Friday, May 23, 2008

Housing Market Correction: It's Far From Over

WASHINGTON -- Existing-home sales fell a second month in a row during April, while inventories surged and prices dropped sharply from a year earlier.

Home resales fell to a 4.89 million annual rate, a 1.0% decrease from March's revised 4.94 million annual pace, the National Association of Realtors said Friday. Originally, the NAR estimated sales fell 2.0% to 4.93 million in March.

The median home price was $202,300 in April, down 8.0% from $219,900 in April 2007. The median price in March this year was $200,100. High inventories have exerted downward pressure on prices. The decline has kept would-be buyers from signing off on property as they wait for still-lower price tags.

Inventories of homes increased 10.5% at the end of April to 4.55 million available for sale, which represented an 11.2-month supply at the current sales pace (the highest level since 1982 (updated), see chart above, data available here). There was a 10.0-month supply at the end of March, revised from a previously estimated 9.9 months.

5 Comments:

At 5/23/2008 1:57 PM, Anonymous Anonymous said...

the highest level [of inventory] in at least 4 years, see chart above.

Your data set is incorrect. This is the highest level of months supply since the 1982 double dip recession.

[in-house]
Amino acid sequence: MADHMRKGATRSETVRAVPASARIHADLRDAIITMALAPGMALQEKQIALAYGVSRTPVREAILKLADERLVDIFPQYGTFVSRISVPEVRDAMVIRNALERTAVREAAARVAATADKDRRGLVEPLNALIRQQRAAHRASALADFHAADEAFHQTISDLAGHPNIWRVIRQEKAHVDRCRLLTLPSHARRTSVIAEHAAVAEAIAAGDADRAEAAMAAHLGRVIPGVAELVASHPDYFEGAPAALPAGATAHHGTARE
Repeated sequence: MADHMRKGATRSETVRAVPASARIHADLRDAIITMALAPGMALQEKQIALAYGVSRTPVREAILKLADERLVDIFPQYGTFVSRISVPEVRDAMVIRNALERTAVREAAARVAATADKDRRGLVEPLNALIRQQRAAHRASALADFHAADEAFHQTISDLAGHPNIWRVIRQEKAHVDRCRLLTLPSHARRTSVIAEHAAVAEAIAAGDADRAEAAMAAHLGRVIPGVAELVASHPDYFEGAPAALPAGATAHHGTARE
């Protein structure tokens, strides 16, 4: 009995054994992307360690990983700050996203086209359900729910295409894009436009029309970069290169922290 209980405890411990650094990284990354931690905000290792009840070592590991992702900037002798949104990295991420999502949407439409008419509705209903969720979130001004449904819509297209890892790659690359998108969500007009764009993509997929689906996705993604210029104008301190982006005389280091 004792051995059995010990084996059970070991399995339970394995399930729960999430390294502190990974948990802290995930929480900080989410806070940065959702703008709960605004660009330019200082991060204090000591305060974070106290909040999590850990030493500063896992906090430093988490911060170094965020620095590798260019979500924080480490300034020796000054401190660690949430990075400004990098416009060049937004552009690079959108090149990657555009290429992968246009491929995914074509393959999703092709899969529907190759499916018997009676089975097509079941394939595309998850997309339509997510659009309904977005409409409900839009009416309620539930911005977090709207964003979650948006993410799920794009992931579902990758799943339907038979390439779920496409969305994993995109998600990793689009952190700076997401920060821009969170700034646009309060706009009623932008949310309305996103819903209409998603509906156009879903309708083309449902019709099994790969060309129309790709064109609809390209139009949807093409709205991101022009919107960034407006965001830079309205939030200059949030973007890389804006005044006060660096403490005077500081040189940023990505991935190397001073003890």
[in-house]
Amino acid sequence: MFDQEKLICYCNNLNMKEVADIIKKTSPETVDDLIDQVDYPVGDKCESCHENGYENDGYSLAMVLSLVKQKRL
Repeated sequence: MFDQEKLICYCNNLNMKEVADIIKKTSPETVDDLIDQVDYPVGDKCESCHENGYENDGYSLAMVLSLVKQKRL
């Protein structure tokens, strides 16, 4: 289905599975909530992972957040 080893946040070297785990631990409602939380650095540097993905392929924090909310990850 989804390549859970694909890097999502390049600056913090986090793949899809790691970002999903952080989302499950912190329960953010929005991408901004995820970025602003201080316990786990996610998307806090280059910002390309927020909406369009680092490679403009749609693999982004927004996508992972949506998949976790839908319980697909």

When the housing market correction is all said and done you can compare peak months supply to the 1930's. Of course, there is no data available from that goldilocks era.

 
At 5/23/2008 2:13 PM, Blogger Mark J. Perry said...

Corrected and updated. Thanks.

 
At 5/23/2008 5:15 PM, Anonymous Anonymous said...

Lemmings!

Since when is there a national real estate market?

 
At 5/23/2008 9:31 PM, Anonymous Is said...

1776

 
At 5/26/2008 11:32 AM, Blogger OBloodyHell said...

> Lemmings!
> Since when is there a national real estate market?

> 1776

Well, that said, there is a certain limit to the apples-and-oranges comparison of a house unsold in Poughkeepsie and a house unsold in Miami, FL.

I think the real issue lies in a breakdown of where they are, as much as the total numbers.

Likely there are places where the backlog is greater than "normal", and others where it's less.

 

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